Many politicians like to cite the Institute for Fiscal Studies (IFS) when seeking to legitimise their own claims or rubbish those of their political rivals. But what is the IFS, and why is it seen as such a credible voice?
The IFS describes itself as an "independent research institute", launched in 1969. This not-for-profit organisation researches a range of topics, including public finances, taxation, benefits and education policies.
The IFS says that it operates "on a non-political basis". It does not have political affiliations and appears willing to both endorse and criticise policies from parties across the political spectrum. The IFS' independence is one of the reasons parties like to cite it, as the IFS is not seen as having vested political interests.
The IFS is funded from a range of sources. The largest proportion of the IFS' income comes from the Economic and Social Research Council (ESRC). The IFS also receives funding from the European Union, UK government departments and private corporations.
There are lots of other think tanks and research organisations around, but many of those are seen to have a more tailored political outlook.
The Office for Budget Responsibility (OBR) is an interesting comparison. The OBR was set up by Chancellor George Osborne in 2010 as an independent body that would review the public finances. It is currently chaired by Robert Chote, who used to be director of the IFS.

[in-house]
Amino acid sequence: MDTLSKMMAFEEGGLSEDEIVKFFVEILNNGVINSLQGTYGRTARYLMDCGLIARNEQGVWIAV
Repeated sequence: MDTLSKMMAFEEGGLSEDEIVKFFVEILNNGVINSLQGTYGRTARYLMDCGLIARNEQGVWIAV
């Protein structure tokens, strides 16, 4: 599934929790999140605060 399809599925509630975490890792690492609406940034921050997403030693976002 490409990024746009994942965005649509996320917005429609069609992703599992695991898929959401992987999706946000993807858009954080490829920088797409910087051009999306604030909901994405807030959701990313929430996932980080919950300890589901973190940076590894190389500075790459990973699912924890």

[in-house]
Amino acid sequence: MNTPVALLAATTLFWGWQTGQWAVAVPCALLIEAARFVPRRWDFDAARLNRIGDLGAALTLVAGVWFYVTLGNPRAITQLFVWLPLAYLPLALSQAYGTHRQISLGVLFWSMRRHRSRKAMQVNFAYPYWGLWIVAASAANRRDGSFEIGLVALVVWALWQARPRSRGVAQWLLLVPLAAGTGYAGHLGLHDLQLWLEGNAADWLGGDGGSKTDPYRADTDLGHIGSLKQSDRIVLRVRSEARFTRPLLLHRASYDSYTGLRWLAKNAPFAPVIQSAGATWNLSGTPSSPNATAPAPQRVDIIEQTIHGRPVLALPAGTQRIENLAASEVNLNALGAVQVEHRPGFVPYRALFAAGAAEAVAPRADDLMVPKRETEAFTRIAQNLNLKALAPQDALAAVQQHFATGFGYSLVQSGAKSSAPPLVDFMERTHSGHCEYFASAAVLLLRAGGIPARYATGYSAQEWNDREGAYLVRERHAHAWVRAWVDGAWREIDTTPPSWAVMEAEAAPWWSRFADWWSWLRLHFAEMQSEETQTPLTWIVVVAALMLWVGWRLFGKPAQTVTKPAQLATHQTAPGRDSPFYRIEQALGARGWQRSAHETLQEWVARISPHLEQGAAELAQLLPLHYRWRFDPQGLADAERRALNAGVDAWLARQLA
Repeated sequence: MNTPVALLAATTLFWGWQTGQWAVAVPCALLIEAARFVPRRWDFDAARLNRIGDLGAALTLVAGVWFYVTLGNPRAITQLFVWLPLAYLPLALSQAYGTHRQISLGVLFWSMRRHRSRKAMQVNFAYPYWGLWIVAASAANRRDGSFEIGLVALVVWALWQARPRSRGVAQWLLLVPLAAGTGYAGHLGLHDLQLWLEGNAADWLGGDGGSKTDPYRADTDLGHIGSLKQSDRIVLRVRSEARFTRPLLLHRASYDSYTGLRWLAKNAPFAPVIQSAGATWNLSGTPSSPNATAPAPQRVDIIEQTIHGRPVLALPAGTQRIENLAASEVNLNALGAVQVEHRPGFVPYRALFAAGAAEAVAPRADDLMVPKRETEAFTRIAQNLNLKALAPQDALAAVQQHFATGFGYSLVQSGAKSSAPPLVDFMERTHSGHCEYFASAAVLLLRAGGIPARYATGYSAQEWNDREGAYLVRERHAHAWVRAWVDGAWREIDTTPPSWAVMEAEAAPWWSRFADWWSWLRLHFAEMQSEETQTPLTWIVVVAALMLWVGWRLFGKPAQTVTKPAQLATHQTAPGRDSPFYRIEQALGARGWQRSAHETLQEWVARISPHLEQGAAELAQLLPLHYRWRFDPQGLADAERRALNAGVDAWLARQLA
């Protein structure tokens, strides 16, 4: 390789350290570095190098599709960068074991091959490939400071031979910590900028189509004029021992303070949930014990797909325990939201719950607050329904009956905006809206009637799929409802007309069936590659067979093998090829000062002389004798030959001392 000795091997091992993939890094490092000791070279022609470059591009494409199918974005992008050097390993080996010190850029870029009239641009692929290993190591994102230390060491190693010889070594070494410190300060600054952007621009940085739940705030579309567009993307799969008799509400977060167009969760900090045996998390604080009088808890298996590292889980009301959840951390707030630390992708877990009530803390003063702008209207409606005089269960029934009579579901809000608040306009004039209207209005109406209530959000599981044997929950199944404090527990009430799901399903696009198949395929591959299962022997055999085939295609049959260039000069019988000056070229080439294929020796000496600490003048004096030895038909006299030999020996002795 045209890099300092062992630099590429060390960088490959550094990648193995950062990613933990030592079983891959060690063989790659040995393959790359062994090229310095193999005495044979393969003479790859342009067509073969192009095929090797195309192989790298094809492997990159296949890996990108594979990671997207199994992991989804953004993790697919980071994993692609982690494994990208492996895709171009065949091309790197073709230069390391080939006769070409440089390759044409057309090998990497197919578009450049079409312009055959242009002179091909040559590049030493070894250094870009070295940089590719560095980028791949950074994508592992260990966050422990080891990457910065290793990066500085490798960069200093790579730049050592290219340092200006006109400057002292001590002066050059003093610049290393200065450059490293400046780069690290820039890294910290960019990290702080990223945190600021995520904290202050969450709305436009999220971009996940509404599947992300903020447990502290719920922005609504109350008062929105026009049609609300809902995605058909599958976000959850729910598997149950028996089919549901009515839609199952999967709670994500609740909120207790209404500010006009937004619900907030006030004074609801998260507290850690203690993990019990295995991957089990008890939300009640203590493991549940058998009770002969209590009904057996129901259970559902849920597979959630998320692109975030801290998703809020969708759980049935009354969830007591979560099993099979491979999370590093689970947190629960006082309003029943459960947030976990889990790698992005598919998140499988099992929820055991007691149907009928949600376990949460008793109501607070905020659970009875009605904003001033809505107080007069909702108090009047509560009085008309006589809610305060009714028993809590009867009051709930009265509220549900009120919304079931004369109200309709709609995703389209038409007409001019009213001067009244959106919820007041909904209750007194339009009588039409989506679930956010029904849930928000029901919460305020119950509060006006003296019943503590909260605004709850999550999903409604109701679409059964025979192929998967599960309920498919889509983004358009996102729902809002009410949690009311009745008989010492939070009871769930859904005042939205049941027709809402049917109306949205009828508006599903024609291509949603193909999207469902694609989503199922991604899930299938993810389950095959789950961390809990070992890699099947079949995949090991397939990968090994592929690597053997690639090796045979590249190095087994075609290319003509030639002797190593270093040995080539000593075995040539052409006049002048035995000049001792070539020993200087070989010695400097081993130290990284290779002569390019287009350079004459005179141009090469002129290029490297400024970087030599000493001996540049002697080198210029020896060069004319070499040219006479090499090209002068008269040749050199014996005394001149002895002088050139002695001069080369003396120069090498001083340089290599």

The OBR has quite a wide remit to analyse the public finances, but its mandate is set down in law and there are some restrictions over what it can do. For example, the OBR can look at the costings of the government's policies. However, it is not allowed to assess policies set out by opposition parties, nor is it able to take a view on the benefits of a given policy.
Labour has called for the OBR to be allowed to analyse opposition policies, but an independent review last year urged caution when considering such expansions in the OBR's mandate.
Not everyone supports the view that the IFS is truly independent. For example, the respected commentator on tax issues Richard Murphy published a critique of the IFS in 2008. Mr Murphy said the IFS had a bias towards a "neoliberal view" on how labour and capital was taxed.
Politicians are also occasionally willing to set out their disagreements with the IFS. In 2010, Deputy Prime Minister Nick Clegg called an IFS review of the coalition's spending plans "distorted and a complete nonsense". Today, the Labour Party endorsed some of the IFS' analysis but said the think tank had made a wrong assumption about the party's fiscal plans.
So while political parties are willing to use the IFS to support their arguments, they won't always accept the organisation's findings.
However, the IFS has managed to maintain a generally solid reputation for impartiality among commentators of different political colours.
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